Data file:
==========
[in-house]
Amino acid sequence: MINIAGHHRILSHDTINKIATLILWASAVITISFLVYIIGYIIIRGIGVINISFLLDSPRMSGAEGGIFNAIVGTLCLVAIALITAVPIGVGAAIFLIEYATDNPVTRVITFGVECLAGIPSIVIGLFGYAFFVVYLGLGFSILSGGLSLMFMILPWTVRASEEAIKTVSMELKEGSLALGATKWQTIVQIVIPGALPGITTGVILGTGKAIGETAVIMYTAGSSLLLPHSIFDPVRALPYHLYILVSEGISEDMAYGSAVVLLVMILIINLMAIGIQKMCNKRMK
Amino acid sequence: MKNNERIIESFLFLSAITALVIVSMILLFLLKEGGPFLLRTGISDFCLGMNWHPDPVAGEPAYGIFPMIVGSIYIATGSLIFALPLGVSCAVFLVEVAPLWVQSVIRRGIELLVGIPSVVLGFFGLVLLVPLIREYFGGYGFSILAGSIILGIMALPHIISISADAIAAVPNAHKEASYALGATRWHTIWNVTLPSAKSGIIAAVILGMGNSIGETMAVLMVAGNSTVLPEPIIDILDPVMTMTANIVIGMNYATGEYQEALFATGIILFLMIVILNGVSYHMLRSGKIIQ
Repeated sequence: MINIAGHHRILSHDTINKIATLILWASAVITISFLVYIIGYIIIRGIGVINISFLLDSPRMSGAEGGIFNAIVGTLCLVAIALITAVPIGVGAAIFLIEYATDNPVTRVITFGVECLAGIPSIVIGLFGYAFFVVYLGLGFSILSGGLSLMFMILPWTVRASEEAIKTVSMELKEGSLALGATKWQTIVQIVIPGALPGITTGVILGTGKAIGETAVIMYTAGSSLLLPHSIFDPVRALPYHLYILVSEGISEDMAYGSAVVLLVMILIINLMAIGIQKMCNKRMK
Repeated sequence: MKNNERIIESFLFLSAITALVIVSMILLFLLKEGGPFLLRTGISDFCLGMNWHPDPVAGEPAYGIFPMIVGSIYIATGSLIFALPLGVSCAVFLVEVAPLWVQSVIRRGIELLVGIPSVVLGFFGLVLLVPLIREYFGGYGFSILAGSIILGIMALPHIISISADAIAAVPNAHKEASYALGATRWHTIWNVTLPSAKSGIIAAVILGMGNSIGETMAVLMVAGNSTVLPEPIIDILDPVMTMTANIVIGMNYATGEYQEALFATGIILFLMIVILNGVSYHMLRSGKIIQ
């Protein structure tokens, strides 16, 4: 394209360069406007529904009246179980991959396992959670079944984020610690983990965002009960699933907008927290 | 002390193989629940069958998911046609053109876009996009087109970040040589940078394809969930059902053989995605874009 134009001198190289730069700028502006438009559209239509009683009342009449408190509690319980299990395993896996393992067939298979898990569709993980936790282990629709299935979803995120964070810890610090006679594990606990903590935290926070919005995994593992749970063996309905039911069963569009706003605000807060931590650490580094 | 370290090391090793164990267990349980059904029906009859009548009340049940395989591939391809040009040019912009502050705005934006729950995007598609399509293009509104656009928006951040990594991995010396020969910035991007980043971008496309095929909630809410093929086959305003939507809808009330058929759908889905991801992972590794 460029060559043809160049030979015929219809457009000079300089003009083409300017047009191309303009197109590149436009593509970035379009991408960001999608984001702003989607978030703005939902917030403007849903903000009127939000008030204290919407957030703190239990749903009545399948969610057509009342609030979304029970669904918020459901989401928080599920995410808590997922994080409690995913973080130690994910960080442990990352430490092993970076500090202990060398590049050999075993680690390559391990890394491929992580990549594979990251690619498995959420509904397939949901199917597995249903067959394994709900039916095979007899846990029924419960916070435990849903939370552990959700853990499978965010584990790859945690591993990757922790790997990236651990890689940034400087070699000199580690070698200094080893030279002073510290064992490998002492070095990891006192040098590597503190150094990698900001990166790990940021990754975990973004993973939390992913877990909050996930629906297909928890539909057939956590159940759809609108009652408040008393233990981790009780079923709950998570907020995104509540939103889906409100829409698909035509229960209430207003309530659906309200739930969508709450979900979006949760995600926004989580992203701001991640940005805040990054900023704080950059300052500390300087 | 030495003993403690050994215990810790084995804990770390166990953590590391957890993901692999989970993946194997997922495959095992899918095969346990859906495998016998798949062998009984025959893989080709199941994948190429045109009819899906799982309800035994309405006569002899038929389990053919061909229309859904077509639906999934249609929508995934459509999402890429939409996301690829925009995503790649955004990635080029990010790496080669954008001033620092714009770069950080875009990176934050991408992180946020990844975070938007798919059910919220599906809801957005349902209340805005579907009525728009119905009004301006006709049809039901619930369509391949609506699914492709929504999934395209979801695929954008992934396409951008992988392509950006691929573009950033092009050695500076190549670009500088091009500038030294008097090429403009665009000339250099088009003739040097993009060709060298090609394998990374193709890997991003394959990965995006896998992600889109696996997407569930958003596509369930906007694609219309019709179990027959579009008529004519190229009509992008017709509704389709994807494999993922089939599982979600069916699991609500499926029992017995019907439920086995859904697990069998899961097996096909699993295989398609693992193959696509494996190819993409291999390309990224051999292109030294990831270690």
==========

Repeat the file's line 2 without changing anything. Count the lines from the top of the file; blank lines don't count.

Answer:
Amino acid sequence: MINIAGHHRILSHDTINKIATLILWASAVITISFLVYIIGYIIIRGIGVINISFLLDSPRMSGAEGGIFNAIVGTLCLVAIALITAVPIGVGAAIFLIEYATDNPVTRVITFGVECLAGIPSIVIGLFGYAFFVVYLGLGFSILSGGLSLMFMILPWTVRASEEAIKTVSMELKEGSLALGATKWQTIVQIVIPGALPGITTGVILGTGKAIGETAVIMYTAGSSLLLPHSIFDPVRALPYHLYILVSEGISEDMAYGSAVVLLVMILIINLMAIGIQKMCNKRMK